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Sri Lanka Lifts Social Media Ban Set After Easter Sunday Bombings - Report

CC0 / / Social media
Social media - Sputnik International
On 21 April, the government of Sri Lanka imposed a nationwide curfew and decided to temporarily shut down all social media platforms, including Facebook, WhatsApp and Viber, "in order to prevent incorrect and wrong information being spread" in the wake of the Easter Sunday bombings.

The Sri Lankan government has lifted a ban on social media that was imposed immediately after multiple bombings hit several churches and high-end hotels in the South Asian country on Easter Sunday, Reuters reported.

READ MORE: Easter Sunday Attacks Targeted the West, Not Sri Lanka – Scholars

The development comes just a few days after Sri Lanka's President Mathripala Sirisena threatened to put a complete ban on social media if the heads of the social media platforms in question, including Facebook, WhatsApp, Instagram, Viber, and YouTube, fail to control misinformation and rumours that have been circulating since the blasts that killed at least 253 people rocked the country on 21 April.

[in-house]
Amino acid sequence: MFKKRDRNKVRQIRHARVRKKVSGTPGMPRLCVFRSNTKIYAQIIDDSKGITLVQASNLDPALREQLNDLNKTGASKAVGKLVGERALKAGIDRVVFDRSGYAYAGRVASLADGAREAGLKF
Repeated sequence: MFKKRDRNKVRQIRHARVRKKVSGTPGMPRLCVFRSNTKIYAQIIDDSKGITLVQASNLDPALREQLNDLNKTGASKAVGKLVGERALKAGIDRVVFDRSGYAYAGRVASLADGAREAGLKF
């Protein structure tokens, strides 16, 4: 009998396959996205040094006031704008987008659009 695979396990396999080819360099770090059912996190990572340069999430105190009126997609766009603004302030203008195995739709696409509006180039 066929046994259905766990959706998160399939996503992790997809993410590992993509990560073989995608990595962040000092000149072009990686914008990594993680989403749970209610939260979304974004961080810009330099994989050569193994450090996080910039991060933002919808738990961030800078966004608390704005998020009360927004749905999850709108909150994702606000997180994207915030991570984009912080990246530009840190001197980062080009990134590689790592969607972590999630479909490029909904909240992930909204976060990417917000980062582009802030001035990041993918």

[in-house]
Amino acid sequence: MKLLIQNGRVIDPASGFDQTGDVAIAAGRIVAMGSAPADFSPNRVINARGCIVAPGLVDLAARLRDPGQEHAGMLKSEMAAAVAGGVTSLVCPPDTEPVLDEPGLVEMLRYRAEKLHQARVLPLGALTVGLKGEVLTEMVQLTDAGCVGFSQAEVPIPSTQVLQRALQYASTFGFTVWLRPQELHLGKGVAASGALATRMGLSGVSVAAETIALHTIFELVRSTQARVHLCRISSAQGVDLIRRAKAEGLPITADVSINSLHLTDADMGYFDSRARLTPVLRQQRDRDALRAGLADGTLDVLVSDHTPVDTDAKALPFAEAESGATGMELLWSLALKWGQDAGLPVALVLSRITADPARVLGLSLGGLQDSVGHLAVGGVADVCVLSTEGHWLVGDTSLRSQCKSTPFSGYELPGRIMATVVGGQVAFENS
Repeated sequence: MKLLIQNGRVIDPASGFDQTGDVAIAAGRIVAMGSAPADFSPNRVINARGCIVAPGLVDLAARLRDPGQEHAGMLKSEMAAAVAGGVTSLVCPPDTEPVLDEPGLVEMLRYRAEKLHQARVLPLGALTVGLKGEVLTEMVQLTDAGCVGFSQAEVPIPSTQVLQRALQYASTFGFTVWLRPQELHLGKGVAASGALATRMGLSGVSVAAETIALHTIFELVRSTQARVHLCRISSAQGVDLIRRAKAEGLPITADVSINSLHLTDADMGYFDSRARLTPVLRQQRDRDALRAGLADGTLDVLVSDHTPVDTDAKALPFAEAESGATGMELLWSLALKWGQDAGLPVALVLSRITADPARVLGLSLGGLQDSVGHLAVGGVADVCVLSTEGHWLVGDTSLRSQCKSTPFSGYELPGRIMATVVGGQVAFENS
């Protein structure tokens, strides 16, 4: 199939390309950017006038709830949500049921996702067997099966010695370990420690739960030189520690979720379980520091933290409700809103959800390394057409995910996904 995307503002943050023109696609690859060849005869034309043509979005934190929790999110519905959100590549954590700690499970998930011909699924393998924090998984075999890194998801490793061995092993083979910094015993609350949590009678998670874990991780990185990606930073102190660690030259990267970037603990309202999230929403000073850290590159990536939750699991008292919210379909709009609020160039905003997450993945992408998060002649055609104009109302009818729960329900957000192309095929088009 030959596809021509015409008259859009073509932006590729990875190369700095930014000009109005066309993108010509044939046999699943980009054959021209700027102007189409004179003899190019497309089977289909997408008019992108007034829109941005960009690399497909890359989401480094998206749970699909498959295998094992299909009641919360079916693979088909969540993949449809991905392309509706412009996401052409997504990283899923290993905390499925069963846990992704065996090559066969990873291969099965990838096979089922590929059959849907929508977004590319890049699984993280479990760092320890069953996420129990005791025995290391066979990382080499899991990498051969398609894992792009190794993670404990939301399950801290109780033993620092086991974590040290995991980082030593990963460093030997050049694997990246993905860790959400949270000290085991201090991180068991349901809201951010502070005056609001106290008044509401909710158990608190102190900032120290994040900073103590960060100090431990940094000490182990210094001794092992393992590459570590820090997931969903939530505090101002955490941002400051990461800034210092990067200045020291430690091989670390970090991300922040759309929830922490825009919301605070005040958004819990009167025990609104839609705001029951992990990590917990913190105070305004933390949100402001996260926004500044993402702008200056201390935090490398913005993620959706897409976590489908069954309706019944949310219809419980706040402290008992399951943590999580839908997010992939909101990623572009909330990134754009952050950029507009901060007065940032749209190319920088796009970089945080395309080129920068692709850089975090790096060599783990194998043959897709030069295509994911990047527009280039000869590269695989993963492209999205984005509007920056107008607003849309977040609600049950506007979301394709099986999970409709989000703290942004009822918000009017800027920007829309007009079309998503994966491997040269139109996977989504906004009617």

"We were planning to lift the social media restriction today. But yesterday there were lot of wrong information shared so we are reconsidering it now. I will meet the heads of these social media platforms today. I may ban it completely if this is not controlled", President Sirisena said on 26 April.

Prior to the presidential statement, the country's Prime Minister Ranil Wickremesinghe called on the nation to avoid propagating unverified reports and unfounded speculations.

Sri Lankan Muslim girls wearing the hijab, walk through the streets of the eastern town of Kattankudi in Batticaloa on May 20, 2011. - Sputnik International
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All social media platforms were shut down immediately after the attacks "in order to prevent incorrect and wrong information being spread".

The deadly blasts in Sri Lanka occurred on 21 April and devastated St. Anthony's Shrine in Colombo, St. Sebastian's Church in Negombo, and Zion Church in Batticaloa during Easter mass.

Other explosions ripped through three big name hotels — the Cinnamon Grand, Kingsbury, and Shangri-La, with the death toll reaching some 253 people.

Sri Lankan authorities have accused local terrorist group Thowheeth Jama’ath for the attacks, but last week media reported that Daesh* had claimed responsibility for the bombings. Immediately after the blasts, Sri Lanka launched a criminal probe, and has already detained over 100 suspects as a result of a major security operation.

*Daesh, also known as IS/ISIS/Islamic State, is a terrorist group banned in Russia and many other countries.

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